The conversion of agricultural land to development is one of the easiest ways to make money quickly. Sale of the top soil – for which there seems to be plenty of demand – provides a quick positive cash flow. And the change in land use designation – a mere stroke of the pen – has a dramatic effect on land value. There is quite a lot of land around that needs to be redeveloped – most of the Fraser River frontage on the North Arm in Vancouver, for instance. Lots of former sites previously used as gas stations. Such “brownfield” developments are problematic and quite expensive. So despite the strategy of building a compact urban region – which is by far the most economical from nearly every other perspective – gets trampled by the greed of the developers. “Me first and the gimme gimmes”. All of whom support the BC Liberal Party generously and are paid back handsomely. We pay for the roads and other utilities that make the developments work, and we also pay in our Medical Services Premiums as heart disease, obesity and diabetes continue to take their toll on a sedentary, single occupant vehicle population. As well as the casualties from vehicle collisions on the roads, of course.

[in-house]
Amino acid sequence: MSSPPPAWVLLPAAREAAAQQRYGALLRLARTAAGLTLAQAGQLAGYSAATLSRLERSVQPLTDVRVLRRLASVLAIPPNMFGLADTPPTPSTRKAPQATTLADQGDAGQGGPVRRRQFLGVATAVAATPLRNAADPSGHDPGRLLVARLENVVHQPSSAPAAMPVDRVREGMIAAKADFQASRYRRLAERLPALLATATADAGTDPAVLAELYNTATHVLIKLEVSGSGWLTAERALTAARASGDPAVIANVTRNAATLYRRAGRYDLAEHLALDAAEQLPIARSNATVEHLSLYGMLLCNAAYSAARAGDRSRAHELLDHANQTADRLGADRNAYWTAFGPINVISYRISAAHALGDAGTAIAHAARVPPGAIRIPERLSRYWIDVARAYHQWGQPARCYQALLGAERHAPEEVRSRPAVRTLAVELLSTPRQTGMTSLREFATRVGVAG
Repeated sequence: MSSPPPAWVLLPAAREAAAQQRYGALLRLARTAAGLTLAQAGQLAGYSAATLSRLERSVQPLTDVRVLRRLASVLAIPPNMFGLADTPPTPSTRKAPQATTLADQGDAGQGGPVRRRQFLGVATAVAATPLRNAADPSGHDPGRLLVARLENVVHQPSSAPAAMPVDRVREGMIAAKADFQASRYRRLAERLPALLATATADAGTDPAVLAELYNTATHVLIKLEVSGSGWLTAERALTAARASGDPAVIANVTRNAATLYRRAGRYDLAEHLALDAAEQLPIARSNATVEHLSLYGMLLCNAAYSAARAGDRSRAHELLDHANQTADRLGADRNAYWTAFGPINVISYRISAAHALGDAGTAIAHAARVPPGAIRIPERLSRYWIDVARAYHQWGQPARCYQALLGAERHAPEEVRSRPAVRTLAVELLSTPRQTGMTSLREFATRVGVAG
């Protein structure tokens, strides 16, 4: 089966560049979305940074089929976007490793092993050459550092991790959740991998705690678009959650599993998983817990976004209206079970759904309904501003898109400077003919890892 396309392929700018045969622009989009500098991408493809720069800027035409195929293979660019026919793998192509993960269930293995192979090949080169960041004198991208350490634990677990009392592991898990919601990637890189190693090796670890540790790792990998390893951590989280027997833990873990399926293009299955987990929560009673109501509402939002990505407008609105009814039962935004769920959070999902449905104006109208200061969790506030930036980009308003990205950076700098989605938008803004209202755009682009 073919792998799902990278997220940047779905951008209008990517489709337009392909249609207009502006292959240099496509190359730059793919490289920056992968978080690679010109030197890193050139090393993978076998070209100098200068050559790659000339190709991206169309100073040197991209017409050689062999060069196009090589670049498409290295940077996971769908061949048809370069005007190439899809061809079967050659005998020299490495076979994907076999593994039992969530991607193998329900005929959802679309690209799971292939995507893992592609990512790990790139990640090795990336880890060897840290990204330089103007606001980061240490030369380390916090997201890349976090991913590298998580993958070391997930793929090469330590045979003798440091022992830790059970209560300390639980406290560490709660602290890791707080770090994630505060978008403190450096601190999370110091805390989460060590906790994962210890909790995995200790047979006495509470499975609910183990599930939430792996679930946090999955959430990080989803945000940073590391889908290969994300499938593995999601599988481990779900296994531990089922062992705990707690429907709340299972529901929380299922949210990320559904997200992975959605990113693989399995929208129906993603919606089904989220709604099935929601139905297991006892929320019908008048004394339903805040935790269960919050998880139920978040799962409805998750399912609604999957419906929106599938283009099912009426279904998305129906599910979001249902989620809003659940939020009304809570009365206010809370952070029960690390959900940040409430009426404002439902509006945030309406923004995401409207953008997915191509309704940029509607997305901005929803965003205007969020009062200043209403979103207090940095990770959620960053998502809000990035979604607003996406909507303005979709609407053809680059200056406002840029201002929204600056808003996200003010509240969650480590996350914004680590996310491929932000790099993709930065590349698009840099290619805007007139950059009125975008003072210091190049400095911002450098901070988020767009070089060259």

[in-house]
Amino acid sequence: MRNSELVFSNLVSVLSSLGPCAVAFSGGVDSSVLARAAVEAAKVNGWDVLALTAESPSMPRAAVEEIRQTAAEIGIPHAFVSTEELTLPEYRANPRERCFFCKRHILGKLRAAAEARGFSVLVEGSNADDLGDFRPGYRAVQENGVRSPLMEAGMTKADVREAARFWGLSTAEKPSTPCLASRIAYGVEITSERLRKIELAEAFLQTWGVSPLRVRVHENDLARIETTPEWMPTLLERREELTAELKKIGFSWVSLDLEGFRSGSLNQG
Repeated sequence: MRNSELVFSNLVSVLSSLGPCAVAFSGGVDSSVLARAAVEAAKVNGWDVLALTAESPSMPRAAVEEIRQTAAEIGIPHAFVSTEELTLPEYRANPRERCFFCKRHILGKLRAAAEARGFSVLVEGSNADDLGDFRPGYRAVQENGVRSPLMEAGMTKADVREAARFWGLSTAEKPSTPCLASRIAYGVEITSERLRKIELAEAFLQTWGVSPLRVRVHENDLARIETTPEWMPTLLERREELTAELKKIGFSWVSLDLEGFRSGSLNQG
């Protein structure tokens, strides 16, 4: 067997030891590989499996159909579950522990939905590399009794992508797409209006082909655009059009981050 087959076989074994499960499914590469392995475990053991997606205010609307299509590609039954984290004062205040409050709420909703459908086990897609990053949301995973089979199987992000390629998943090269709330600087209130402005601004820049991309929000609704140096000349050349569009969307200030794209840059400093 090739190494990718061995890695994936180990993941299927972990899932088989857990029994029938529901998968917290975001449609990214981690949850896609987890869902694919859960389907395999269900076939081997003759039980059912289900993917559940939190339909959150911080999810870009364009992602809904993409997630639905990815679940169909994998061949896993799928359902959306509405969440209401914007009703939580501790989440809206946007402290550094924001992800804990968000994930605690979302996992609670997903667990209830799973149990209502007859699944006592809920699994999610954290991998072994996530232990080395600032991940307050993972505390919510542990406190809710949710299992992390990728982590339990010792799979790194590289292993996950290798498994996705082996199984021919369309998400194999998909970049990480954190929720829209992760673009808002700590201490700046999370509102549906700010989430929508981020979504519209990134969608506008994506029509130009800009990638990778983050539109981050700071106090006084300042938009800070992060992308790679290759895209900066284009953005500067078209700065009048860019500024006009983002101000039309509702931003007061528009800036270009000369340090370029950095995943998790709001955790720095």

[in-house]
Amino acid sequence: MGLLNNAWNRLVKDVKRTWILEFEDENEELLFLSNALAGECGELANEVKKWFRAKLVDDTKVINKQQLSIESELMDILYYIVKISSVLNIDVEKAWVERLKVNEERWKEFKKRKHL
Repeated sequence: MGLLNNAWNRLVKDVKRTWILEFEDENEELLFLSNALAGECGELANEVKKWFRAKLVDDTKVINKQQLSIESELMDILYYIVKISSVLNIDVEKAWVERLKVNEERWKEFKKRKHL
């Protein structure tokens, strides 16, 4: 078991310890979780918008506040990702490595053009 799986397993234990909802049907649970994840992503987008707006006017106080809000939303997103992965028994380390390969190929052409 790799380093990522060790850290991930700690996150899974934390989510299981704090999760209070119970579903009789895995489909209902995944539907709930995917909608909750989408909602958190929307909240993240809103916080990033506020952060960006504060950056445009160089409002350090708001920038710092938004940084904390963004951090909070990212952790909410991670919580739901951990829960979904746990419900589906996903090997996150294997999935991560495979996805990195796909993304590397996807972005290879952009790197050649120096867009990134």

There are lots of reasons to oppose the development of Delta – and many local residents are vocal in their opposition. Not that the BC Liberals are listening, which is why they lost the seat in Delta South, admittedly by a very tight margin. But the argument cannot be won by logic or reason when money shouts so loudly, and politicians say one thing and do the opposite. But once the crunch hits – and food costs in BC start to spiral – it will be too late. Because this land will not be brought back into food  production – any more than West Richmond will be. It is the one way entropy of development akin to the burning of the rain forest. The economy is the subsidiary of the environment, not the other way round. And our primary needs are clean air, clean water and food. They all come from natural resources – and the worse job that we do looking after them, the more it costs to clean up the consequences. And those costs are not borne by developers. They are “externalities” which we all pay. And which this government is determined will be ignored for now. So we pay later.

Written by Stephen Rees

March 29, 2010 at 10:52 am

Town Hall on SFPR at the North Delta Firehall

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UPDATED October 28 with link to Eric’s speech

I was privileged to be invited to be an “expert” at a meeting last night. My assigned subject was the lack of economic rationale for the Gateway in general and the SFPR in particular. But by the time my turn came to speak both Joe Foy of the Wilderness Committee and Don Hunt of the Sunbury Residents Association had pretty much covered that ground. The Panama Canal, the North West Passage and Prince Rupert had all been mentioned.